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What exactly is the Tencent company, why did their stock jump, and how much did it jump? Let’s walk through it together.

Why is Tencent’s stock increasing amid the U.S. and India bans?

President Donald Trump signed an executive order not too long ago which will ban the popular video app TikTok if it isn’t purchased by a U.S. company, and it will also be banning the social media app WeChat. Both phone applications are owned and run by different Chinese companies and the move, while inconvenient & surprising to many, actually comes in response to increasing tensions between the two countries.

The apps aren’t the only bans – the phone company Huawei has already been banned from the United States, as well as some other technologies. However, Tencent, the company which owns WeChat has seen a massive jump in stock recently – a rather surprising turn of events when a large demographic is about to be unreachable.

So, what exactly is the Tencent company, why did their stock jump, and how much did it jump? Let’s walk through it together.

Tencent

Before we talk about Tencent’s stock it’s important to have an understanding of the company Tencent. Odds are, if the company name doesn’t at least sound familiar to you, you’ve interacted with one of their products before.

Tencent is a massive Chinese conglomerate & holding company focusing on technology. (A holding company is often also called a “parent company”, this company owns the stock of other smaller companies and doesn’t actually produce any products themselves.)

Tencent has companies in social media, video games, TV & film, comics, music, streaming, e-commerce, medical technology, utilities, and a few more. The WeChat ban originally had U.S. citizens concerned because Tencent has stakes in many different entertainment companies within the United States.

For example, Tencent has full ownership over Riot Games, best known for the creation of the video games League of Legends and Valorant. They also have 40% ownership of Epic Games, the developers of Fortnite. Plus, small amounts of ownership in Activision Blizzard, the company responsible for World of Warcraft, and Frontier Developments, a British company that produces games like Planet Coaster and Planet Zoo.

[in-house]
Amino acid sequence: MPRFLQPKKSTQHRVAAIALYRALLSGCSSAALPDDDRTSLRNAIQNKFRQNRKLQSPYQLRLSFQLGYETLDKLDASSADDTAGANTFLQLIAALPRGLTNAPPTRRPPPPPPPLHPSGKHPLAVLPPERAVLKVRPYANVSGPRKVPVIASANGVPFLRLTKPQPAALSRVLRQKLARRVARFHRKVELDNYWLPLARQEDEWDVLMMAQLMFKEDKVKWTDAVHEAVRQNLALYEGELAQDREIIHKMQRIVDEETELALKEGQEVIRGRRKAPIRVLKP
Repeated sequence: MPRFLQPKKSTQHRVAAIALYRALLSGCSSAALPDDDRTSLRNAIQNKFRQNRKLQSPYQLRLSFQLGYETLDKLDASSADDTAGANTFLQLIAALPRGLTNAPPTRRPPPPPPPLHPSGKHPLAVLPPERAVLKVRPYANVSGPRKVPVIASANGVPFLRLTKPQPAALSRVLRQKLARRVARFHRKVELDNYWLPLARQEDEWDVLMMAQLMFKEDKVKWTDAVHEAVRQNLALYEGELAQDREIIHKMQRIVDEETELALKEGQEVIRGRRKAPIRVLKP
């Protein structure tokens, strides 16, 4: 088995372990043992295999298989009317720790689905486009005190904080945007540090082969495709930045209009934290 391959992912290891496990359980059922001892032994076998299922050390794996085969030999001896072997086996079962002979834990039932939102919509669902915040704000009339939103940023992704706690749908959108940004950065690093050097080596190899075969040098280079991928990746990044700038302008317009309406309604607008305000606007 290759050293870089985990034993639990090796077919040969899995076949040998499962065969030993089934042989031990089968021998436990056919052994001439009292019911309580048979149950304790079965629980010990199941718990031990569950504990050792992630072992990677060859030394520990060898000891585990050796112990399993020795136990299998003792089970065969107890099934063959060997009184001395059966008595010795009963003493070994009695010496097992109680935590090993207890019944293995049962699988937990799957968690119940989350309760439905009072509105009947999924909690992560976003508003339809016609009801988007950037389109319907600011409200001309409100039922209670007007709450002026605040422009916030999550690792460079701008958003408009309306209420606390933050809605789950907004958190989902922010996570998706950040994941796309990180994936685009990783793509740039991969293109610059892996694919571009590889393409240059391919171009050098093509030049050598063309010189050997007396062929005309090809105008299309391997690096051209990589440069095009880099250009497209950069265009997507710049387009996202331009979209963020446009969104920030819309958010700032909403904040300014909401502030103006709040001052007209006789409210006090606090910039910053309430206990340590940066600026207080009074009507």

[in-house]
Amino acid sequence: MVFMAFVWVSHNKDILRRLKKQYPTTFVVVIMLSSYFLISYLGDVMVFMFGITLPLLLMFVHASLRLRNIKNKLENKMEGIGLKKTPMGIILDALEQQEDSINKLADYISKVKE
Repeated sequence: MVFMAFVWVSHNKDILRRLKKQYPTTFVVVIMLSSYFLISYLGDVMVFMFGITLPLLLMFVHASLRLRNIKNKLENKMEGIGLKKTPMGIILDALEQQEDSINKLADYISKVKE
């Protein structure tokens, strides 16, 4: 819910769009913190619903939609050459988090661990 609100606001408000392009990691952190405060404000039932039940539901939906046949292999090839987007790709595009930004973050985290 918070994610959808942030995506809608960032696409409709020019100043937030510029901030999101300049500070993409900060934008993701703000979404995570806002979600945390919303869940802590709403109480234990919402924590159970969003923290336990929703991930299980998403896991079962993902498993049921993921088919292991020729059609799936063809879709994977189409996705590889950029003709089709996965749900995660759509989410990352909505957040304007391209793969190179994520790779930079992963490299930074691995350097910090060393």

(Tencent also has stock in a number of other international companies, but for the sake of brevity we’ve focused on companies most relevant to the United States.)

Not a gamer? Odds are you’ve watched at least one (but probably multiple) movies coming from Tencent Pictures. Their production company has had a hand in big blockbuster movies like Kong: Skull Island, Wonder Woman, Venom, A Beautiful Day in the Neighborhood, and many other popular films – they also helped work on the upcoming movie Top Gun: Maverick.

Tencent has countless other companies in a long list of industries, but the scope of the company’s reach should already be fairly apparent, and if we listed every company they had stock in you’d click away out of sheer tear-inducing boredom.

Stock jump

Banning all of Tencent would most definitely affect the U.S. – this is now abundantly clear. This is why some people were concerned about the WeChat ban as a precursor to banning the entire conglomerate. Luckily, (at least so far) the Trump administration has no intention of banning all of Tencent. Right now, it’s just the social media app.

Still, with an imminent ban, why would Tencent stock increase by $37 billion? Also, no, the ‘b’ is not a typo.

It appears the sweeping order of banning WeChat greatly upset large U.S. corporations like Walmart, Best Buy, General Motors, and others. This has led to the ban’s scope being narrowed & supposedly the Trump administration is privately trying to reassure large companies, including Apple Inc.

The ban is now said to only apply to “WeChat’s overseas operations”. Which is to say, WeChat can’t come to the U.S. as a product, however, U.S. companies reaching out to demographics in China can still utilize WeChat.

So, while the company’s stock plummeted at the initial ban announcement, the company has almost fully rebounded already with just a “mere” $9 billion still lost.

It’s worth noting that at this point the final details of the ban’s restrictions (or potentially lack thereof) are still being worked out as the situation continues to change. The Trump administration is still working to figure out how to maintain their ban while not hurting United States-based companies.

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